Wednesday, July 18, 2018

The Private Practice of Michael Shayne: Brett Halliday

This second book in the Michael Shayne series features a private investigator in Miami, Florida. His best friend, Larry Kincaid, gets involved with shady characters because he wants to make quick money. One of them, Harry Grange, is a blackmailer who ends up dead. In trying to protect his friend from suspicion, Shayne implicates himself in the murder and spends the rest of the story trying to undo that. Peter Painter, chief of the Miami Beach detective bureau, has a grudge against Shayne and would love to prove him guilty.


This is only the second Michael Shayne novel I have read, but both books have been fun and entertaining, the stories full of twists and turns. The first thirty novels in the series were written by Davis Dresser, using the pseudonym Brett Halliday. The remaining novels (there were over 70) were written by other authors, all using the same pseudonym. I don't know how the quality of the novels holds up throughout the long series, but I will be trying more of them.

Lloyd Nolan starred in seven films based on this series, starting in 1940, and the first one, Michael Shayne, Private Detective, was based on this book. Thus I sought out this paperback edition of the book so I could read it first.

Michael Shayne in the books is a tall tough red-headed Irishman. Lloyd Nolan does not exactly fit that description, but he still makes a fine Michael Shayne, charming and appealing but still tough. He is willing to bend the rules to save himself or a friend or client from arrest, and he has a humorous come-back for everything. The story in the film is switched around quite a bit, with additional characters, but basically it shares the same mystery plot as in the book. Other actors I enjoyed in this film were Marjorie Weaver as Phyllis Brighton (Shayne's love interest), Douglass Dumbrille as a crooked casino owner, Walter Abel as a crooked race horse owner, Elizabeth Patterson as Aunt Olivia, and Charles Coleman as Ponsy the butler. The film was very entertaining, much better overall than I expected it to be.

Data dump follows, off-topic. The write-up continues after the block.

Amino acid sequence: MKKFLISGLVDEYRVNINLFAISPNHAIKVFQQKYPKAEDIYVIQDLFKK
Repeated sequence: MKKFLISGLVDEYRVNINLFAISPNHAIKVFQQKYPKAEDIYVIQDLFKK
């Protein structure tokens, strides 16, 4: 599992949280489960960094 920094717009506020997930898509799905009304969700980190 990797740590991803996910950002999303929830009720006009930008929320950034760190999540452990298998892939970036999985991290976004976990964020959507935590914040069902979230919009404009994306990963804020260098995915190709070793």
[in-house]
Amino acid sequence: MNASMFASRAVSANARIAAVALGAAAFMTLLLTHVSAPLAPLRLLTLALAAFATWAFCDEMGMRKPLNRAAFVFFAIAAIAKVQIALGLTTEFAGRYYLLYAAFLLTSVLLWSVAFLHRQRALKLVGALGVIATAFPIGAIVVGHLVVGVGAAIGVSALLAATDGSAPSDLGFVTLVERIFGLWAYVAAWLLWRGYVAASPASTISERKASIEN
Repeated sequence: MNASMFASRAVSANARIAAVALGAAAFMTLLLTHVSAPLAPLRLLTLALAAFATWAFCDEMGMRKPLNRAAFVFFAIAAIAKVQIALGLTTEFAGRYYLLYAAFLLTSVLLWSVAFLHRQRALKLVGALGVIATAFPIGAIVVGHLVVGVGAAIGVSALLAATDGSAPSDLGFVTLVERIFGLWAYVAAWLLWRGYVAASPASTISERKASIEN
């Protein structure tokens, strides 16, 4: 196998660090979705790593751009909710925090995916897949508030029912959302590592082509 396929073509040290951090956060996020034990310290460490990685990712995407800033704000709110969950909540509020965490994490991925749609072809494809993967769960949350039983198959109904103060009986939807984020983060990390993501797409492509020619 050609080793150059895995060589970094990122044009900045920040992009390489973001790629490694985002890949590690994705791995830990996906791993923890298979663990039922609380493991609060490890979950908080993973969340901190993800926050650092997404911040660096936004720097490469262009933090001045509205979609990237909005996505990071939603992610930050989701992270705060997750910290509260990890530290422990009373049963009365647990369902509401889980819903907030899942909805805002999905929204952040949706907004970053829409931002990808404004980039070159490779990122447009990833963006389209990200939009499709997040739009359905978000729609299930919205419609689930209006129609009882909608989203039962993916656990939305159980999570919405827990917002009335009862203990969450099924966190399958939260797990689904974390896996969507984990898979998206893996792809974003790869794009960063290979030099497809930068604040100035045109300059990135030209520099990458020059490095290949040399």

Included on the DVD was a very informative featurette titled The Detective Who Never Dies, including interviews with Otto Penzler, Barry T. Zeman, Dorothy Salisbury Davis, James Ursini, Alain Silver, Stuart Kaminsky, and Halliday's widow, Mary Dresser.

Both the cover of my paperback edition and the DVD cover shown here feature illustrations by Robert McGinnis.

My earlier posts related to this series are an overview of the series and a  review of Bodies Are Where You Find Them.

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Publisher:  Dell, 1958. Orig. pub. 1940.
Length:     190 pages
Format:     Paperback
Series:      Michael Shayne, #2
Setting:     Miami, Florida
Genre:      Mystery, private detective
Source:     I purchased my copy.


16 comments:

  1. There is something to be said for those series that are just...fun, isn't there, Tracy? And that is, as you say, a really long-running series. I'm glad you enjoyed this one, and you reminded me that, at some point, I want to do a spotlight on one of those books. Thanks.